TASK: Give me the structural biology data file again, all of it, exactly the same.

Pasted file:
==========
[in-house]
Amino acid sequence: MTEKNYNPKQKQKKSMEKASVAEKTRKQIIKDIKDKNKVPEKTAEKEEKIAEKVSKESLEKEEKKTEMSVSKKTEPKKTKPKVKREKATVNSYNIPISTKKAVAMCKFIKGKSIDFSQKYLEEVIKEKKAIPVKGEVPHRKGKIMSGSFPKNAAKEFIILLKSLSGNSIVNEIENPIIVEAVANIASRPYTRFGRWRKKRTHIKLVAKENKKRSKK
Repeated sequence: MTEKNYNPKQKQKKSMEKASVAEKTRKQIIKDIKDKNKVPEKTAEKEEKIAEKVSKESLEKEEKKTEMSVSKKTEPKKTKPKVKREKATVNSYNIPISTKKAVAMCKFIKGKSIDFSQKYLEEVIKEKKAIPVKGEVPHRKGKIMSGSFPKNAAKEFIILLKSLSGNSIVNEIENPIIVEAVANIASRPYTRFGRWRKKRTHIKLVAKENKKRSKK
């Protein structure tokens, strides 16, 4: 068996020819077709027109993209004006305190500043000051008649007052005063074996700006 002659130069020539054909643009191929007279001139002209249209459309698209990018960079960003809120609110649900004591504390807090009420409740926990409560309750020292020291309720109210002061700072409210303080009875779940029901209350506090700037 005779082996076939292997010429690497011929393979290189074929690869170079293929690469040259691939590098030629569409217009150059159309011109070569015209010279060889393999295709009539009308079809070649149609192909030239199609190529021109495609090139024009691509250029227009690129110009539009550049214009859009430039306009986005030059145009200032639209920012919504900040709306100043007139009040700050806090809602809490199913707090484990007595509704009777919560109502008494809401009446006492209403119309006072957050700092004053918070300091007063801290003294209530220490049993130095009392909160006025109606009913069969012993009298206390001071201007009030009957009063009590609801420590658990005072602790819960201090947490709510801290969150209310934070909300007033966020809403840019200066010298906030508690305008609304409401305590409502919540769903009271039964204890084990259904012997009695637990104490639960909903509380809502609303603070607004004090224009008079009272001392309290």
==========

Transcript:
[in-house]
Amino acid sequence: MTEKNYNPKQKQKKSMEKASVAEKTRKQIIKDIKDKNKVPEKTAEKEEKIAEKVSKESLEKEEKKTEMSVSKKTEPKKTKPKVKREKATVNSYNIPISTKKAVAMCKFIKGKSIDFSQKYLEEVIKEKKAIPVKGEVPHRKGKIMSGSFPKNAAKEFIILLKSLSGNSIVNEIENPIIVEAVANIASRPYTRFGRWRKKRTHIKLVAKENKKRSKK
Repeated sequence: MTEKNYNPKQKQKKSMEKASVAEKTRKQIIKDIKDKNKVPEKTAEKEEKIAEKVSKESLEKEEKKTEMSVSKKTEPKKTKPKVKREKATVNSYNIPISTKKAVAMCKFIKGKSIDFSQKYLEEVIKEKKAIPVKGEVPHRKGKIMSGSFPKNAAKEFIILLKSLSGNSIVNEIENPIIVEAVANIASRPYTRFGRWRKKRTHIKLVAKENKKRSKK
């Protein structure tokens, strides 16, 4: 068996020819077709027109993209004006305190500043000051008649007052005063074996700006 002659130069020539054909643009191929007279001139002209249209459309698209990018960079960003809120609110649900004591504390807090009420409740926990409560309750020292020291309720109210002061700072409210303080009875779940029901209350506090700037 005779082996076939292997010429690497011929393979290189074929690869170079293929690469040259691939590098030629569409217009150059159309011109070569015209010279060889393999295709009539009308079809070649149609192909030239199609190529021109495609090139024009691509250029227009690129110009539009550049214009859009430039306009986005030059145009200032639209920012919504900040709306100043007139009040700050806090809602809490199913707090484990007595509704009777919560109502008494809401009446006492209403119309006072957050700092004053918070300091007063801290003294209530220490049993130095009392909160006025109606009913069969012993009298206390001071201007009030009957009063009590609801420590658990005072602790819960201090947490709510801290969150209310934070909300007033966020809403840019200066010298906030508690305008609304409401305590409502919540769903009271039964204890084990259904012997009695637990104490639960909903509380809502609303603070607004004090224009008079009272001392309290």